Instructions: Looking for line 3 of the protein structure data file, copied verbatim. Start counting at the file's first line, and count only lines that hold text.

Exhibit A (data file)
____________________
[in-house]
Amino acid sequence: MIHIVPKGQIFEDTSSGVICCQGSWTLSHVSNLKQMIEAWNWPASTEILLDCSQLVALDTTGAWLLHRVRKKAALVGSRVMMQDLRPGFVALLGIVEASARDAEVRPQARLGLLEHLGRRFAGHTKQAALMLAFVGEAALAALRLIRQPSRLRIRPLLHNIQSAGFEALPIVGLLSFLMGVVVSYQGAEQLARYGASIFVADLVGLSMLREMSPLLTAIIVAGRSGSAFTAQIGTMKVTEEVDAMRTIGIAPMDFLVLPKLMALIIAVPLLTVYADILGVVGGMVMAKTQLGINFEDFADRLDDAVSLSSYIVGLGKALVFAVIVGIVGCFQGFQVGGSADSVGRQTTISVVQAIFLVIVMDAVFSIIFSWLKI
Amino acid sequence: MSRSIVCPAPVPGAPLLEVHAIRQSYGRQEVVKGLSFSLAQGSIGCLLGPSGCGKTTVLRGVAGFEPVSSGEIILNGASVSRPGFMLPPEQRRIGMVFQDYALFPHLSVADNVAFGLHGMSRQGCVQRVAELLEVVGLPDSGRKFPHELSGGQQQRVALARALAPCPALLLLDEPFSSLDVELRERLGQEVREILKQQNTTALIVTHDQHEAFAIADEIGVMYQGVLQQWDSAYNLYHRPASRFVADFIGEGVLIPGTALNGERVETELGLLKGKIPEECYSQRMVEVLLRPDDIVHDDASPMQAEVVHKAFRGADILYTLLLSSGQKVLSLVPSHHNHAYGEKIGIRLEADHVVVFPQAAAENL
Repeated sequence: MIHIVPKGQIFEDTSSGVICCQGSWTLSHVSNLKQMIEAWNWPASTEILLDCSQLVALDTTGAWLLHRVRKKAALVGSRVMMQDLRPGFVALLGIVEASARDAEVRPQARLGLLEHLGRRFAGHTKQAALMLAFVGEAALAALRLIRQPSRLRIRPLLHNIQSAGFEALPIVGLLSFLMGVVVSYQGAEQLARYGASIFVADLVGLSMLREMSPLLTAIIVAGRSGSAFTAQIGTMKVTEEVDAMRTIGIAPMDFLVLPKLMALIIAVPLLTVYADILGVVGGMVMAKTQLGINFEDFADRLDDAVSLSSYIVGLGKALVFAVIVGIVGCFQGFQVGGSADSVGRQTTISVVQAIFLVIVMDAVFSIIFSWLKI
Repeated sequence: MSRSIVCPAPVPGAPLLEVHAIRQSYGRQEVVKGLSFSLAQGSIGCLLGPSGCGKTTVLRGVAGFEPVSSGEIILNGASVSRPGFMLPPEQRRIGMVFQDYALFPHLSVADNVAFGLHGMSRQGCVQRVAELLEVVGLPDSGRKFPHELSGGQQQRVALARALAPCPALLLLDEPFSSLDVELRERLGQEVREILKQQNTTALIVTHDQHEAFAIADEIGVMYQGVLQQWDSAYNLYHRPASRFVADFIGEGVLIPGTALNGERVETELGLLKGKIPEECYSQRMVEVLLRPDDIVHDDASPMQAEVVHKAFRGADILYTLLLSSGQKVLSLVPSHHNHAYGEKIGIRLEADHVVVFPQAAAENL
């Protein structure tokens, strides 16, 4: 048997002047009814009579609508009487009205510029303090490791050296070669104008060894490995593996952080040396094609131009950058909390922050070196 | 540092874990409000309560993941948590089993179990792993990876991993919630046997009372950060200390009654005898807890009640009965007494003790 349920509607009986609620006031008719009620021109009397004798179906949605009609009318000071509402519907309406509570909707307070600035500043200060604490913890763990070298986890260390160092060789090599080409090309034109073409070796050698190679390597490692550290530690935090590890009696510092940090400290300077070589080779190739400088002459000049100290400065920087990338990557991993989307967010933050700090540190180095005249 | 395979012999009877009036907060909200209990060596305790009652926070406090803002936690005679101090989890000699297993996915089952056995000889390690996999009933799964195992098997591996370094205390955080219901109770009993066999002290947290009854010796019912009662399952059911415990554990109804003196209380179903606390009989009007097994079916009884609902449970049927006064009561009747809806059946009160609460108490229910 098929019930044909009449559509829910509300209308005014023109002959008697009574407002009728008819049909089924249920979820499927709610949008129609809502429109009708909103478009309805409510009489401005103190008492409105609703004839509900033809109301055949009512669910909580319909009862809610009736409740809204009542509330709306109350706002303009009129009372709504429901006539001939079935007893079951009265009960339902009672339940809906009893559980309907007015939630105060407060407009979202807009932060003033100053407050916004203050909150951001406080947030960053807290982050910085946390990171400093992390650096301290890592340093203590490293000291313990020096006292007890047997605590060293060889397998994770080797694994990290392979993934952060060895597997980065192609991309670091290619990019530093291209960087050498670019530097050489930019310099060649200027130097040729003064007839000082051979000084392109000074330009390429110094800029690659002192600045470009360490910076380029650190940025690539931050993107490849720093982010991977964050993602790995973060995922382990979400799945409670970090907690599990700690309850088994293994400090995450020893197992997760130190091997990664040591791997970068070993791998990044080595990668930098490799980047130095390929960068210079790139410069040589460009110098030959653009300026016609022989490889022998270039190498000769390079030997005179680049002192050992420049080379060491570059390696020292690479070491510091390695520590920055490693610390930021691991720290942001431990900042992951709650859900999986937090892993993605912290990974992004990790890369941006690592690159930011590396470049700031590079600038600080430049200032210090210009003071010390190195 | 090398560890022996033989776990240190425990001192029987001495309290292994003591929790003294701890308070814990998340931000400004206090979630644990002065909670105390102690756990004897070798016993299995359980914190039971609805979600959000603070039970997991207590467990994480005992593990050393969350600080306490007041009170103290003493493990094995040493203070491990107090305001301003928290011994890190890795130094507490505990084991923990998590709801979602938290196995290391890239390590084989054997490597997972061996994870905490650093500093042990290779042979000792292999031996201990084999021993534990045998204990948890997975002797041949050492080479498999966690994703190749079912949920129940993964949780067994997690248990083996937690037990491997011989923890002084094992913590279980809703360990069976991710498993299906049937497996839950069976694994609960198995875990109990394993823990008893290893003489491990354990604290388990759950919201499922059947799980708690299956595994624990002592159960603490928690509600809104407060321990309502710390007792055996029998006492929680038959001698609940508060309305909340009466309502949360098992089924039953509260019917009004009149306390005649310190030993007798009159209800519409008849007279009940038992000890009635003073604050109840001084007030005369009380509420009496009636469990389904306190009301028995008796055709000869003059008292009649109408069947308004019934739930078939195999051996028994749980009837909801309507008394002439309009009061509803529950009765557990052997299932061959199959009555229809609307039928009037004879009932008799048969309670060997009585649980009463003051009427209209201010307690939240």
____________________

Amino acid sequence: MSRSIVCPAPVPGAPLLEVHAIRQSYGRQEVVKGLSFSLAQGSIGCLLGPSGCGKTTVLRGVAGFEPVSSGEIILNGASVSRPGFMLPPEQRRIGMVFQDYALFPHLSVADNVAFGLHGMSRQGCVQRVAELLEVVGLPDSGRKFPHELSGGQQQRVALARALAPCPALLLLDEPFSSLDVELRERLGQEVREILKQQNTTALIVTHDQHEAFAIADEIGVMYQGVLQQWDSAYNLYHRPASRFVADFIGEGVLIPGTALNGERVETELGLLKGKIPEECYSQRMVEVLLRPDDIVHDDASPMQAEVVHKAFRGADILYTLLLSSGQKVLSLVPSHHNHAYGEKIGIRLEADHVVVFPQAAAENL